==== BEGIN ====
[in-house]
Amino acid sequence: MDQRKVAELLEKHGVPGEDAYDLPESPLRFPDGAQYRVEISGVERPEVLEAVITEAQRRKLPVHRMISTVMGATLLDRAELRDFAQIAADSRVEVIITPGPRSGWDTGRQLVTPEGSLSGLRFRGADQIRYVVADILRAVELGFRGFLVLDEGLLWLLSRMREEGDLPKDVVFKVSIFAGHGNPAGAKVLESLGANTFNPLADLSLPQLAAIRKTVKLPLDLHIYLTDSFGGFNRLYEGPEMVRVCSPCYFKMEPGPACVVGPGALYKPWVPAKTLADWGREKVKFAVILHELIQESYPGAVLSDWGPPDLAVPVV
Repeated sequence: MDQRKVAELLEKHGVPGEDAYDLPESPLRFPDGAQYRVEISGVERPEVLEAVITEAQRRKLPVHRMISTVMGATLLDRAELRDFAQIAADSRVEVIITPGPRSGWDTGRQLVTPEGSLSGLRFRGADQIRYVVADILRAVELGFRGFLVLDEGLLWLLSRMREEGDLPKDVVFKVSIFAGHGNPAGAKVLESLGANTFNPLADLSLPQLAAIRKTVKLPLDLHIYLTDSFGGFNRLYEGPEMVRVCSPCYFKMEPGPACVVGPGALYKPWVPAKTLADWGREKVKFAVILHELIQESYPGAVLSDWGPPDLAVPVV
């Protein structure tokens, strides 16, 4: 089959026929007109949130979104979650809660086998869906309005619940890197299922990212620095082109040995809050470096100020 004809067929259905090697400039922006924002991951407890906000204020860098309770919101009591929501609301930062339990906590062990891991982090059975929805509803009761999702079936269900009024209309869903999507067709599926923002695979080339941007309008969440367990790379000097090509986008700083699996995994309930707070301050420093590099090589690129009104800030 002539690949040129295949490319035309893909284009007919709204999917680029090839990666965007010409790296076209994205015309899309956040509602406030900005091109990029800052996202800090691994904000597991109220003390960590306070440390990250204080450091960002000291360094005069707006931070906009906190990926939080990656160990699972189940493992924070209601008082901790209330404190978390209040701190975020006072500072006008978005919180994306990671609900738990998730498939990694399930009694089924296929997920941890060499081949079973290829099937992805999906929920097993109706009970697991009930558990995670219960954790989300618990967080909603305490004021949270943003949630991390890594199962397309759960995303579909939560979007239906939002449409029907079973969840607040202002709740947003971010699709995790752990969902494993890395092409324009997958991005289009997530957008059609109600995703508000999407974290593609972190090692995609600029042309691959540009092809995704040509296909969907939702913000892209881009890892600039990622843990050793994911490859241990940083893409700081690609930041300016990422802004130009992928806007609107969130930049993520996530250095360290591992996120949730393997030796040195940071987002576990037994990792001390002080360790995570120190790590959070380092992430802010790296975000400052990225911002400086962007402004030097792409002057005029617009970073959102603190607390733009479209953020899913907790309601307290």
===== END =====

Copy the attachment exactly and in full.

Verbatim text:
[in-house]
Amino acid sequence: MDQRKVAELLEKHGVPGEDAYDLPESPLRFPDGAQYRVEISGVERPEVLEAVITEAQRRKLPVHRMISTVMGATLLDRAELRDFAQIAADSRVEVIITPGPRSGWDTGRQLVTPEGSLSGLRFRGADQIRYVVADILRAVELGFRGFLVLDEGLLWLLSRMREEGDLPKDVVFKVSIFAGHGNPAGAKVLESLGANTFNPLADLSLPQLAAIRKTVKLPLDLHIYLTDSFGGFNRLYEGPEMVRVCSPCYFKMEPGPACVVGPGALYKPWVPAKTLADWGREKVKFAVILHELIQESYPGAVLSDWGPPDLAVPVV
Repeated sequence: MDQRKVAELLEKHGVPGEDAYDLPESPLRFPDGAQYRVEISGVERPEVLEAVITEAQRRKLPVHRMISTVMGATLLDRAELRDFAQIAADSRVEVIITPGPRSGWDTGRQLVTPEGSLSGLRFRGADQIRYVVADILRAVELGFRGFLVLDEGLLWLLSRMREEGDLPKDVVFKVSIFAGHGNPAGAKVLESLGANTFNPLADLSLPQLAAIRKTVKLPLDLHIYLTDSFGGFNRLYEGPEMVRVCSPCYFKMEPGPACVVGPGALYKPWVPAKTLADWGREKVKFAVILHELIQESYPGAVLSDWGPPDLAVPVV
């Protein structure tokens, strides 16, 4: 089959026929007109949130979104979650809660086998869906309005619940890197299922990212620095082109040995809050470096100020 004809067929259905090697400039922006924002991951407890906000204020860098309770919101009591929501609301930062339990906590062990891991982090059975929805509803009761999702079936269900009024209309869903999507067709599926923002695979080339941007309008969440367990790379000097090509986008700083699996995994309930707070301050420093590099090589690129009104800030 002539690949040129295949490319035309893909284009007919709204999917680029090839990666965007010409790296076209994205015309899309956040509602406030900005091109990029800052996202800090691994904000597991109220003390960590306070440390990250204080450091960002000291360094005069707006931070906009906190990926939080990656160990699972189940493992924070209601008082901790209330404190978390209040701190975020006072500072006008978005919180994306990671609900738990998730498939990694399930009694089924296929997920941890060499081949079973290829099937992805999906929920097993109706009970697991009930558990995670219960954790989300618990967080909603305490004021949270943003949630991390890594199962397309759960995303579909939560979007239906939002449409029907079973969840607040202002709740947003971010699709995790752990969902494993890395092409324009997958991005289009997530957008059609109600995703508000999407974290593609972190090692995609600029042309691959540009092809995704040509296909969907939702913000892209881009890892600039990622843990050793994911490859241990940083893409700081690609930041300016990422802004130009992928806007609107969130930049993520996530250095360290591992996120949730393997030796040195940071987002576990037994990792001390002080360790995570120190790590959070380092992430802010790296975000400052990225911002400086962007402004030097792409002057005029617009970073959102603190607390733009479209953020899913907790309601307290």